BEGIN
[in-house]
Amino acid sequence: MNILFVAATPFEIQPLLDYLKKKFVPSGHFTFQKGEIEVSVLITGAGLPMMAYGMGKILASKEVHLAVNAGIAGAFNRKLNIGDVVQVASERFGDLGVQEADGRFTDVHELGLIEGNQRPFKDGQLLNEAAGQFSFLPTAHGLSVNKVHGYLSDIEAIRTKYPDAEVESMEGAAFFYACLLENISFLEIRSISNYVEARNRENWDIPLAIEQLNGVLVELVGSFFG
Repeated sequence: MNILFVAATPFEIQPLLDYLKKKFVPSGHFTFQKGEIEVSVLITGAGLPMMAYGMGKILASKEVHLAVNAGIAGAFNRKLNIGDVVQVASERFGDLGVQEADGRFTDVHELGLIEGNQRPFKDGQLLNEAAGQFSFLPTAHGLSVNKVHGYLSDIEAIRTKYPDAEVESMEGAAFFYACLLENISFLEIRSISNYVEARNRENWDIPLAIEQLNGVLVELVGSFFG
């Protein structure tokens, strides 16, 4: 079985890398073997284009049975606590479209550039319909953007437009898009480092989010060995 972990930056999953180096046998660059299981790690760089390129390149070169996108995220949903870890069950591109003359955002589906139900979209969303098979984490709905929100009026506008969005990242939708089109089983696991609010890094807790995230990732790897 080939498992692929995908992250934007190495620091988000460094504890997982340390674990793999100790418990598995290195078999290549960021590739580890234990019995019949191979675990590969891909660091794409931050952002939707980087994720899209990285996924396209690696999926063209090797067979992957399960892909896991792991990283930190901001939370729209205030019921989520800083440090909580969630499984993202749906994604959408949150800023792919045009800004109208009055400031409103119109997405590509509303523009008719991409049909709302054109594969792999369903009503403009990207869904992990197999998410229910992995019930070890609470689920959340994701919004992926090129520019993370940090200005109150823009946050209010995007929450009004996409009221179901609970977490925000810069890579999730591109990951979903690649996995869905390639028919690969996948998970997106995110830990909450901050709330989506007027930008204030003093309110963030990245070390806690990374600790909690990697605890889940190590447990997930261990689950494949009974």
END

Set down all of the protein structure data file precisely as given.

[in-house]
Amino acid sequence: MNILFVAATPFEIQPLLDYLKKKFVPSGHFTFQKGEIEVSVLITGAGLPMMAYGMGKILASKEVHLAVNAGIAGAFNRKLNIGDVVQVASERFGDLGVQEADGRFTDVHELGLIEGNQRPFKDGQLLNEAAGQFSFLPTAHGLSVNKVHGYLSDIEAIRTKYPDAEVESMEGAAFFYACLLENISFLEIRSISNYVEARNRENWDIPLAIEQLNGVLVELVGSFFG
Repeated sequence: MNILFVAATPFEIQPLLDYLKKKFVPSGHFTFQKGEIEVSVLITGAGLPMMAYGMGKILASKEVHLAVNAGIAGAFNRKLNIGDVVQVASERFGDLGVQEADGRFTDVHELGLIEGNQRPFKDGQLLNEAAGQFSFLPTAHGLSVNKVHGYLSDIEAIRTKYPDAEVESMEGAAFFYACLLENISFLEIRSISNYVEARNRENWDIPLAIEQLNGVLVELVGSFFG
């Protein structure tokens, strides 16, 4: 079985890398073997284009049975606590479209550039319909953007437009898009480092989010060995 972990930056999953180096046998660059299981790690760089390129390149070169996108995220949903870890069950591109003359955002589906139900979209969303098979984490709905929100009026506008969005990242939708089109089983696991609010890094807790995230990732790897 080939498992692929995908992250934007190495620091988000460094504890997982340390674990793999100790418990598995290195078999290549960021590739580890234990019995019949191979675990590969891909660091794409931050952002939707980087994720899209990285996924396209690696999926063209090797067979992957399960892909896991792991990283930190901001939370729209205030019921989520800083440090909580969630499984993202749906994604959408949150800023792919045009800004109208009055400031409103119109997405590509509303523009008719991409049909709302054109594969792999369903009503403009990207869904992990197999998410229910992995019930070890609470689920959340994701919004992926090129520019993370940090200005109150823009946050209010995007929450009004996409009221179901609970977490925000810069890579999730591109990951979903690649996995869905390639028919690969996948998970997106995110830990909450901050709330989506007027930008204030003093309110963030990245070390806690990374600790909690990697605890889940190590447990997930261990689950494949009974």